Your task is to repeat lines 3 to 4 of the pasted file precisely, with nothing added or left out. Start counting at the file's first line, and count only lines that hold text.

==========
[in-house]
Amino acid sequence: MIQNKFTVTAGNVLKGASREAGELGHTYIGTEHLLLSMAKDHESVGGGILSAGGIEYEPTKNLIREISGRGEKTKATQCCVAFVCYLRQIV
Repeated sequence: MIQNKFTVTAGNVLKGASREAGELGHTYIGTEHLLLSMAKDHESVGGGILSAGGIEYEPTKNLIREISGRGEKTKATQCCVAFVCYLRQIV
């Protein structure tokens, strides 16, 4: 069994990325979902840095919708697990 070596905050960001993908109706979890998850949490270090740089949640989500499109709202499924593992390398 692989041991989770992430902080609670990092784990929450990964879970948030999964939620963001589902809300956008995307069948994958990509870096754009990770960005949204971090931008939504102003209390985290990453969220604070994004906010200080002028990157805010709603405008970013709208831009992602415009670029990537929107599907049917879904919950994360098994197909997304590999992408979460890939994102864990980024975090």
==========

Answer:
Repeated sequence: MIQNKFTVTAGNVLKGASREAGELGHTYIGTEHLLLSMAKDHESVGGGILSAGGIEYEPTKNLIREISGRGEKTKATQCCVAFVCYLRQIV
């Protein structure tokens, strides 16, 4: 069994990325979902840095919708697990 070596905050960001993908109706979890998850949490270090740089949640989500499109709202499924593992390398 692989041991989770992430902080609670990092784990929450990964879970948030999964939620963001589902809300956008995307069948994958990509870096754009990770960005949204971090931008939504102003209390985290990453969220604070994004906010200080002028990157805010709603405008970013709208831009992602415009670029990537929107599907049917879904919950994360098994197909997304590999992408979460890939994102864990980024975090």